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Immigration Consequenses of a Criminal Conviction-A Real Life Problem

Posted on June 18, 2018 at 2:35 PM

        Attorneys practicing criminal law should be extremely careful when representing foreign citizens in criminal cases, even minor misdemeanors. Even if your client has been a legal permanent resident for decades, a conviction for a specified offense could pose serious immigration problems. Once a conviction becomes final, it is extremely difficult to get it vacated. The following article details the unique procedural hurdles that a family had to endure and illustrates an extreme example of this process.


        In 2004, after spending their working years in New York, Bernard and Josephine Storey, decided to move to Clearwater, Florida and retire near the beach. Bernard, a legal permanent resident of the United States for over forty years, a father, and grandfather, developed bipolar disorder after suffering a head injury sustained during a car wreck. In 2005, after Bernard suffered a psychological breakdown, he was arrested in Clearwater, and subsequently placed on probation. Almost a year and a half later, in 2007, Bernard violated his probation with a new misdemeanor charge. Without the benefit of his medication and thinking there was no immigration issue, he pled to the misdemeanor and admitted his probation violation. The circuit court sentenced Bernard to a year and a day in jail. Immigration Customs Enforcement (ICE) put a hold on Mr. Storey, which mandated his deportation once he completed his sentence. According to ICE, Bernard was now convicted of an aggravated felony and deportable since the original charge was aggravated assault and his sentence was over a year, literally one day over. Once he was transferred from the Pinellas County Jail to the Department of Corrections, correctional officers noted Bernard acting strange and he was sent to the Crisis Stabilization Unit and given injections of psychotropic medication.


         Faced with the possibility of her husband’s deportation, Josephine retained counsel and a legal battle that would take almost a decade began. First, we filed motions for postconviction relief in the circuit and county court and argued amongst other things that Bernard’s pleas were involuntary due to the lack of his medication and his mental health. After the motion was partially denied without a hearing, I appealed the denial to the Second District Court of Appeal. The appellate court reversed and remanded Bernard’s case back to the trial court for an evidentiary hearing on his motion. Storey v. State, 32 So. 3d 105 (Fla. 2d DCA 2009). The trial court denied the motion a second time after a hearing despite hearing expert testimony from a forensic psychologist confirming Bernard’s psychosis at the time of the admission to the violation of probation, the basis for his removal from the United States.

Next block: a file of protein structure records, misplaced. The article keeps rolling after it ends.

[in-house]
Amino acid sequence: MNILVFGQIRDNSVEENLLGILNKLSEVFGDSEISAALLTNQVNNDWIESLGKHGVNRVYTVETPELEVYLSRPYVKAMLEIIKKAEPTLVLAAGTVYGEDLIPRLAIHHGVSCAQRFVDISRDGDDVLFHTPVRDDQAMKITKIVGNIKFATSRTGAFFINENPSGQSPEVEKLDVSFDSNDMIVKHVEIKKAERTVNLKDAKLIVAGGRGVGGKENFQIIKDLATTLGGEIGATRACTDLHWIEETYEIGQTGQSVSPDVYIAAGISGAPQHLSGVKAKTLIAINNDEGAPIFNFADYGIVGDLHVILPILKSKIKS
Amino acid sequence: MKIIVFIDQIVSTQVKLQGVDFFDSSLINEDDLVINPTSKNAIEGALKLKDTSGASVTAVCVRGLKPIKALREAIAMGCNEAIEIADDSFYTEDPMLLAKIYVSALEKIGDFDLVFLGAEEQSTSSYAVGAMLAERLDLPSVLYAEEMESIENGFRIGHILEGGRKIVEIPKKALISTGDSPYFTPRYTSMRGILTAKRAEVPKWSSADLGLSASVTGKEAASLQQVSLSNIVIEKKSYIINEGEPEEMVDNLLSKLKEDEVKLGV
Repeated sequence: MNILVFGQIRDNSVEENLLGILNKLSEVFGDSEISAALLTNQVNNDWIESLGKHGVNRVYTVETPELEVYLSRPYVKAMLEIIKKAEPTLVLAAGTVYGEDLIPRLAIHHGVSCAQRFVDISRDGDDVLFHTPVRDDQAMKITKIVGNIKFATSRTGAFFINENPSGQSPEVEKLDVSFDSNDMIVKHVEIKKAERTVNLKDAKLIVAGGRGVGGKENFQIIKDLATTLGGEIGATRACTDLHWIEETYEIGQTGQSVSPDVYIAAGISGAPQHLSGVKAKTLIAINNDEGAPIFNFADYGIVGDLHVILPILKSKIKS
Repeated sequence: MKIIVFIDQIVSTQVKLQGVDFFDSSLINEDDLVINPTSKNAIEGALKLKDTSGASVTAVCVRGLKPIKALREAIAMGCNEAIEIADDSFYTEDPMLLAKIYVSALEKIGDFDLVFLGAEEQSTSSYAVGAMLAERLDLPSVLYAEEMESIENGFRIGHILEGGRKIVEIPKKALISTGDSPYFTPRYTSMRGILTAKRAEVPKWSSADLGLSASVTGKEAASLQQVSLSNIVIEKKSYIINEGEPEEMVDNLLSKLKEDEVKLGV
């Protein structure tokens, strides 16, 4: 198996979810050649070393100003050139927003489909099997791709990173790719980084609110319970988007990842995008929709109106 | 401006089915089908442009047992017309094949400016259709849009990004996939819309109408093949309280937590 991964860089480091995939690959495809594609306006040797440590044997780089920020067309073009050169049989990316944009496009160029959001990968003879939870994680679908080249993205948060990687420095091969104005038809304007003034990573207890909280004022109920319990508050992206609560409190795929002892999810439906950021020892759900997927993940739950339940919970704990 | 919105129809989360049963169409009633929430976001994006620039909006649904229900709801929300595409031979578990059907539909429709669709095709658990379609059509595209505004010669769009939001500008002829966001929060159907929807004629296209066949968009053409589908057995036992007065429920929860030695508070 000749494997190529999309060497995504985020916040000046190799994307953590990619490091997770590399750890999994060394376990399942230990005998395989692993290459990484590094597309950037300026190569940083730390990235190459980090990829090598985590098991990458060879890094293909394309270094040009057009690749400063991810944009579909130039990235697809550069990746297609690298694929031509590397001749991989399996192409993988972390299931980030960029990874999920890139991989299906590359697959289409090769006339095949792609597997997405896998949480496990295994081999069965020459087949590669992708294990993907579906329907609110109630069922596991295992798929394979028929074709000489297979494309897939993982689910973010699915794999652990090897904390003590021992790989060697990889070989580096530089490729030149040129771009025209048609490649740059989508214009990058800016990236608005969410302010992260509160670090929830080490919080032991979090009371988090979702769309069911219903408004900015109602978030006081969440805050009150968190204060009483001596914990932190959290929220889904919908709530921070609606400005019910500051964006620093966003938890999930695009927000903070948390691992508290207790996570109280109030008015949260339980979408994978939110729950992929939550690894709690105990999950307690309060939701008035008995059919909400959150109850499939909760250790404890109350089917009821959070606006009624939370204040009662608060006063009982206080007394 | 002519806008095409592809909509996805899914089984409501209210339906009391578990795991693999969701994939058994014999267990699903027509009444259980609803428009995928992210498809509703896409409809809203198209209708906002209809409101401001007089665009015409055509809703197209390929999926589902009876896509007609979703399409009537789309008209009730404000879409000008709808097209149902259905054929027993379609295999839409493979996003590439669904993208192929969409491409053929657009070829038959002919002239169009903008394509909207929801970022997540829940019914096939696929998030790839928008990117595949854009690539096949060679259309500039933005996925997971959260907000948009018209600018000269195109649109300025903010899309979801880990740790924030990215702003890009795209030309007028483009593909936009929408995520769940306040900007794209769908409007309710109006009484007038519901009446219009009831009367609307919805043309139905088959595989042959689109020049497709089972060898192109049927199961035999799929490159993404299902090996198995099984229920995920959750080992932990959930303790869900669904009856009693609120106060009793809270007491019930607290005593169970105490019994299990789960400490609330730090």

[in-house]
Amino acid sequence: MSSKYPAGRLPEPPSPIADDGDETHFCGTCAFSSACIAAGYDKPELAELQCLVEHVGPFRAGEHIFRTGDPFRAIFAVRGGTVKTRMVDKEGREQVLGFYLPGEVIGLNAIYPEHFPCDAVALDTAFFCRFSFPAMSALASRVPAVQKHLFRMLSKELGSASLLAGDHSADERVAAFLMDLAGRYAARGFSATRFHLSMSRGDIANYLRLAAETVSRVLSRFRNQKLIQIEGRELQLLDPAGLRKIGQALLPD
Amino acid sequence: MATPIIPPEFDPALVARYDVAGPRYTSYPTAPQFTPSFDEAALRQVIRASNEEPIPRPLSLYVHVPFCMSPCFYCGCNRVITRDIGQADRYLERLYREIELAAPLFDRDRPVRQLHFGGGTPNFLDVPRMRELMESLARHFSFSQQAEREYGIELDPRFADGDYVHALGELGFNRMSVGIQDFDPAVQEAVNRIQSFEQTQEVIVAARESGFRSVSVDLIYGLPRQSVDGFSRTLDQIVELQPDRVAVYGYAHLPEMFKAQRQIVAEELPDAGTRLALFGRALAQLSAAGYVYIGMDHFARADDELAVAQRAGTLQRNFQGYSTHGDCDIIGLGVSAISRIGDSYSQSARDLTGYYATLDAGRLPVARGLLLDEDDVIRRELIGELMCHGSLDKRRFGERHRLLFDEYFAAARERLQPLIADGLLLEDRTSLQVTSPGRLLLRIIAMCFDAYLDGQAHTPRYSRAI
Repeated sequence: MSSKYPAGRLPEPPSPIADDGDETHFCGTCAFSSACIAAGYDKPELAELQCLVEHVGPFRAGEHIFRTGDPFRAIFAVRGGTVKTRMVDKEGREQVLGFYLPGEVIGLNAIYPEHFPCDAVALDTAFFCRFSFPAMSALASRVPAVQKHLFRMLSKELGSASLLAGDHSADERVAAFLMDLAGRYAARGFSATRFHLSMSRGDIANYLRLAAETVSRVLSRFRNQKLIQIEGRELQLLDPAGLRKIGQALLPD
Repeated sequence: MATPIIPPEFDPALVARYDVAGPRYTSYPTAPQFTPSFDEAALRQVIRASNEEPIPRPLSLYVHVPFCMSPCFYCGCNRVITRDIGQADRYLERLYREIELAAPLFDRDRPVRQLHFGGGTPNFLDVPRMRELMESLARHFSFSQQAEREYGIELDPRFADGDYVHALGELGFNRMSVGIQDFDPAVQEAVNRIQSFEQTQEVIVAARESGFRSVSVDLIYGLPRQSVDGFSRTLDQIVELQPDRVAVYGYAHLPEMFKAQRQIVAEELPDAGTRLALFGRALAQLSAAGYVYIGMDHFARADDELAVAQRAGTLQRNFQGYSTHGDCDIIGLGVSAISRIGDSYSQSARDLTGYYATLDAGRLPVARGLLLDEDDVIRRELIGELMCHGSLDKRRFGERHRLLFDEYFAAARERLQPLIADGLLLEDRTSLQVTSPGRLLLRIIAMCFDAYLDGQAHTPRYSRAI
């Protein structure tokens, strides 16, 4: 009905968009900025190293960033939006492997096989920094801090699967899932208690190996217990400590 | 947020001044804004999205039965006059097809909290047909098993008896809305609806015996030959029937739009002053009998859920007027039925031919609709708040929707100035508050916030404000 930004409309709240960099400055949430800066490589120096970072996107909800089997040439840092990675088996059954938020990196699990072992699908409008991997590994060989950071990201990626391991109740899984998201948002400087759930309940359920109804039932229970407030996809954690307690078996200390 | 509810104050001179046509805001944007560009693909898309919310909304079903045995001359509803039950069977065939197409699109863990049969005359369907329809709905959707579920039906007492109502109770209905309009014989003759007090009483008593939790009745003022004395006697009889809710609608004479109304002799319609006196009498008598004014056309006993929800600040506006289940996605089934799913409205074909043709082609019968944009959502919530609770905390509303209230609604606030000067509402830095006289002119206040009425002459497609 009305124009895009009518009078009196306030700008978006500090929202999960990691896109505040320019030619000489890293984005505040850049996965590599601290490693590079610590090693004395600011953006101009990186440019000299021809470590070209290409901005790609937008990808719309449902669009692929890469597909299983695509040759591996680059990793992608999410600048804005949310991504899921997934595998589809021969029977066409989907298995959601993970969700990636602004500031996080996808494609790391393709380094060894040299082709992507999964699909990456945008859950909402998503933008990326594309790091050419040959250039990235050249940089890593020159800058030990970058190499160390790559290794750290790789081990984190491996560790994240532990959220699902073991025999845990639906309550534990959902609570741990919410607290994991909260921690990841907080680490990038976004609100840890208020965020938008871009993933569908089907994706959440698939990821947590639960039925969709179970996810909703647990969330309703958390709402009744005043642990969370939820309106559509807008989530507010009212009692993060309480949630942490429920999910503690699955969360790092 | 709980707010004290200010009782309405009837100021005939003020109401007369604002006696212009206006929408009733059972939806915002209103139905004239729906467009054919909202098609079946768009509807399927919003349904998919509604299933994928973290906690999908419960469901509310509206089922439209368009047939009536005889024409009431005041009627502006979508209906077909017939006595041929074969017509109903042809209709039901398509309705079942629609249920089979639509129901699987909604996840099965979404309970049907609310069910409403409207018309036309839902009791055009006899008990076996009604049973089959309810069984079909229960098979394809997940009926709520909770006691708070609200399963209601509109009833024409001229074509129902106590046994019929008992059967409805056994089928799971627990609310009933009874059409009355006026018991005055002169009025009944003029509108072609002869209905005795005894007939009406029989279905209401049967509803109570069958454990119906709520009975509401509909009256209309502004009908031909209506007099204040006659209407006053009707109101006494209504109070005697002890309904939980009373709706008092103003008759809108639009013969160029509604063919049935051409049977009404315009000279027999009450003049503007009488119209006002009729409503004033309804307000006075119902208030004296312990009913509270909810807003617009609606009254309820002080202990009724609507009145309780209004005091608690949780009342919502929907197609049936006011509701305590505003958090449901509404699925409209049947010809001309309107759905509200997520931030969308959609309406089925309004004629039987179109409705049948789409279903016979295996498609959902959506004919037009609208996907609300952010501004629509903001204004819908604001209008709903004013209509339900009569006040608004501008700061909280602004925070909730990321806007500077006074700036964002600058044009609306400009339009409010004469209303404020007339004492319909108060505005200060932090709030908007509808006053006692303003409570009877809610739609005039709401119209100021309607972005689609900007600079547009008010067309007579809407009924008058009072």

For a second time, I appealed Bernard’s case to the Second District Court of Appeal, which became extremely complicated. After complete briefing, oral argument, and while the appeal was pending, immigration decided to deport Bernard back to his native country of Trinidad, away from his wife, Josephine, his children, and grandchildren, all of whom were American citizens. Six months after the oral argument, the Attorney General’s office found out about the deportation and filed a motion to dismiss the appeal, which was granted without an explanation. The admission to the violation of probation and the resulting sentence, the basis of the appeal, was the sole reason Bernard was deported. Despite pointing this out to the appellate court, it denied a motion for rehearing and motion for rehearing in banc. Bernard was banished to Trinidad and Josphine’s health seriously deteriorated requiring multiple hospitalizations, including visits to the intensive care unit.


     We determined that the proper procedural remedy was to file an extraordinary writ, a petition for a writ of mandamus, in the Florida Supreme Court, SC12-2504. In the petition, we argued that it was improper for an appellate court to dismiss an appeal merely because defendant was deported, when the sole basis for the deportation was the issue on appeal. The Florida Association of Criminal Defense Lawyers and the Catholic Charities Legal Services filed amicus briefs in support of Bernard’s position. After a year, the Florida Supreme Court agreed and ordered the Second District Court of Appeal to rule on Mr. Storey’s case. On May 24, 2014, the Second District reversed the denial of Bernard’s motion, found that his plea was involuntary, and remanded the case back to the circuit court. Storey v. State, 139 So. 3d 448 (Fla. 2d DCA 2014). After some negotiation, the State Attorney’s Office elected not to pursue Bernard’s probation violation and the state conviction that gave rise to his deportation was dismissed.


      Even though the state conviction that gave rise to Bernard’s deportation was reversed, his case still had to go before the immigration court in Miami. Thankfully, in March 2016, He was able to visit Josephine in the hospital and they currently live in Clearwater.

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